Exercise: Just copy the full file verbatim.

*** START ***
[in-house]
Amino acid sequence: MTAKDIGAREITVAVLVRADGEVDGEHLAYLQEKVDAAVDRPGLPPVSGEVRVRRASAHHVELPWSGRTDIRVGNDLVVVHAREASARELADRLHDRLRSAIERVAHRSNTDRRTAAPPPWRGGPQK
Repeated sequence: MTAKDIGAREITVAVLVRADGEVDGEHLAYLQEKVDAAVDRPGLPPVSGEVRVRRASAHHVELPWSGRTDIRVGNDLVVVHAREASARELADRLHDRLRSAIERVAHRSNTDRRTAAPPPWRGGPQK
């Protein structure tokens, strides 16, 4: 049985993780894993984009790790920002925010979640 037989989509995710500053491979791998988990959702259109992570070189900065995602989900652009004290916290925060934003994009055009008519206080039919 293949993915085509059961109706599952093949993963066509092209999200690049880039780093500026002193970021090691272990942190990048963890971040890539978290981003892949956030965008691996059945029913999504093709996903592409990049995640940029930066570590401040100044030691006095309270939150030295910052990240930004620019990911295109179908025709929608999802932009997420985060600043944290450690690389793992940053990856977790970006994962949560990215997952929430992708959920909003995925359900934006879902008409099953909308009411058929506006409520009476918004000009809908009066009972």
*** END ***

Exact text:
[in-house]
Amino acid sequence: MTAKDIGAREITVAVLVRADGEVDGEHLAYLQEKVDAAVDRPGLPPVSGEVRVRRASAHHVELPWSGRTDIRVGNDLVVVHAREASARELADRLHDRLRSAIERVAHRSNTDRRTAAPPPWRGGPQK
Repeated sequence: MTAKDIGAREITVAVLVRADGEVDGEHLAYLQEKVDAAVDRPGLPPVSGEVRVRRASAHHVELPWSGRTDIRVGNDLVVVHAREASARELADRLHDRLRSAIERVAHRSNTDRRTAAPPPWRGGPQK
């Protein structure tokens, strides 16, 4: 049985993780894993984009790790920002925010979640 037989989509995710500053491979791998988990959702259109992570070189900065995602989900652009004290916290925060934003994009055009008519206080039919 293949993915085509059961109706599952093949993963066509092209999200690049880039780093500026002193970021090691272990942190990048963890971040890539978290981003892949956030965008691996059945029913999504093709996903592409990049995640940029930066570590401040100044030691006095309270939150030295910052990240930004620019990911295109179908025709929608999802932009997420985060600043944290450690690389793992940053990856977790970006994962949560990215997952929430992708959920909003995925359900934006879902008409099953909308009411058929506006409520009476918004000009809908009066009972």